Suki Kim said the whole idea of individual thinking was alien to her students.   For example, they found it incredibly difficult to write a five-paragraph essay, because this involved stating an argument and then presenting evidence in support of the argument.   What they were accustomed to writing was unstructured praise of their country, their leaders and the official Juche ideology.

PUSH was founded and financed by evangelical Christians, many of Korean extraction, who agreed to build and staff a university at no cost to the North Korean government, and to refrain from proselytizing.   Presumably their hope was that they could subtly plant the seeds of Christianity and that they would be on the scene when and if North Korea ever granted religious freedom.

The students were the children of North Korea's elite.   They lived in Pyongyang which had electricity, running water and heat in the winter (most of the time) and where people had enough to eat, unlike in most of the country.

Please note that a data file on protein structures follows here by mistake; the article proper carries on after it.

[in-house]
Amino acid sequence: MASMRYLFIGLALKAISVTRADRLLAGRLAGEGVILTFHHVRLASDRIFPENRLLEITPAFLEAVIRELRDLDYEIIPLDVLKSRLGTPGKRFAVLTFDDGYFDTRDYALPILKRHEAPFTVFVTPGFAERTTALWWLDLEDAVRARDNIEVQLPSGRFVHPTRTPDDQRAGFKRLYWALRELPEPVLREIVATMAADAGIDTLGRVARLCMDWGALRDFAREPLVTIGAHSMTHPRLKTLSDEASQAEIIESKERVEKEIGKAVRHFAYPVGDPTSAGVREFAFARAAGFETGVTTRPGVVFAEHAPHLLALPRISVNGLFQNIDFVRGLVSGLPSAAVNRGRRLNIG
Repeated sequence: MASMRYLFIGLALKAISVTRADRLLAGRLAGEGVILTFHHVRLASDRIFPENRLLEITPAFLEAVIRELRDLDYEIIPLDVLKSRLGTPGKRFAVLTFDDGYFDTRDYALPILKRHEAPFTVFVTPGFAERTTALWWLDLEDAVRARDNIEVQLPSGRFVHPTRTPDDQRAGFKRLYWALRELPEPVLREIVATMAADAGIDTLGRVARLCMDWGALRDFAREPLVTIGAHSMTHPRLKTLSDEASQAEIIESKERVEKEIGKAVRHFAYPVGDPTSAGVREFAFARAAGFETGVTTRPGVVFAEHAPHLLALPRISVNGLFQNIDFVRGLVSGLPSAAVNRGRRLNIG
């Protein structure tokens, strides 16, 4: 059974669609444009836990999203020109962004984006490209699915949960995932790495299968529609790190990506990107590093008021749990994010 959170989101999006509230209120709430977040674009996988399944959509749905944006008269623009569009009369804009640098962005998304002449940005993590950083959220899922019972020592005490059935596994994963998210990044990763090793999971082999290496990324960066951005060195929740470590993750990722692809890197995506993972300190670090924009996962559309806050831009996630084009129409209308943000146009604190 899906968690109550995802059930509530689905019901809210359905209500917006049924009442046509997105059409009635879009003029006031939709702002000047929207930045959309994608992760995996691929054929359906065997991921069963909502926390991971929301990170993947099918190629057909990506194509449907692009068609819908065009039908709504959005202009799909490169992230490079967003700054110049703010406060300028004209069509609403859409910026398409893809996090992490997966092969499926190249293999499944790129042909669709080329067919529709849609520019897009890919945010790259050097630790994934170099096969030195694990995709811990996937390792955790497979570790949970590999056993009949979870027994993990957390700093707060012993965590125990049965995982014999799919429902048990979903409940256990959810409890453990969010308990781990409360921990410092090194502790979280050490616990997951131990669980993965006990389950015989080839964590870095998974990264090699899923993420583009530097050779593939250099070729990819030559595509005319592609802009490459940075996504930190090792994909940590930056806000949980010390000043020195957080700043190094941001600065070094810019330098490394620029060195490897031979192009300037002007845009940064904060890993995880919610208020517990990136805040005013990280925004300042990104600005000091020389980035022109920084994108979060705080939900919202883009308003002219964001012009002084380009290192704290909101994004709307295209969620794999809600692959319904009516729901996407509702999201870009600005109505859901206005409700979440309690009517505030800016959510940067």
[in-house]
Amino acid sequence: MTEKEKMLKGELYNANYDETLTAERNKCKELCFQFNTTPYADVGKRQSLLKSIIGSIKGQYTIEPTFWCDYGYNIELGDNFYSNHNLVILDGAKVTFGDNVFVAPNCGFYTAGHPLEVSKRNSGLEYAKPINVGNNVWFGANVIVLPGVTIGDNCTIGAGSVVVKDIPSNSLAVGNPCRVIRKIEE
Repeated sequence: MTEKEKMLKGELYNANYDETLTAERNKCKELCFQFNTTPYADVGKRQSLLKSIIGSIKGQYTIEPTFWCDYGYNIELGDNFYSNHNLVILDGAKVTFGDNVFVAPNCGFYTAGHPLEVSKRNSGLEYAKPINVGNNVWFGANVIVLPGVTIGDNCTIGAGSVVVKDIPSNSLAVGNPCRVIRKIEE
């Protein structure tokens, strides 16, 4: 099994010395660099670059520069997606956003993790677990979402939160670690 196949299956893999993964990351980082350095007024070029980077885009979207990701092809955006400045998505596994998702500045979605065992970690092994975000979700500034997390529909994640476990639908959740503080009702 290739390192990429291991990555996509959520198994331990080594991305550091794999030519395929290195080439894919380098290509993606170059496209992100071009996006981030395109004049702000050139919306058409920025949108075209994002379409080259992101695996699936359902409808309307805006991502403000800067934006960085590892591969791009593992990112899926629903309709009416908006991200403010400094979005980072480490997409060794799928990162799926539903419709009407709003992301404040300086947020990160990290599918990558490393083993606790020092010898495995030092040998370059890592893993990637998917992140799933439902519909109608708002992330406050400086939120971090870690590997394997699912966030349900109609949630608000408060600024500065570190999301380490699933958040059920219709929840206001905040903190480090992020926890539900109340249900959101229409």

Although PUSH was in theory the North Korean MIT, the students had no idea of modern science.   They thought  North Korean scientists had invented a way to change Type A blood to Type B.   One student claimed to have cloned a rabbit while in fifth grade.  They had no idea what the Internet was; they thought it was the same thing as the North Korean intranet.

They thought Kim Jong-il was one of the world's most revered leaders, Pyongyang one of its greatest cities and the Korean dish kimche the world's favorite cuisine.

They were more fortunate than the vast majority of North Koreans, but their lives were completely regimented.   They never had vacations; they never had unstructured time, although they were allowed at certain times of the day to play soccer, basketball or volleyball without supervision.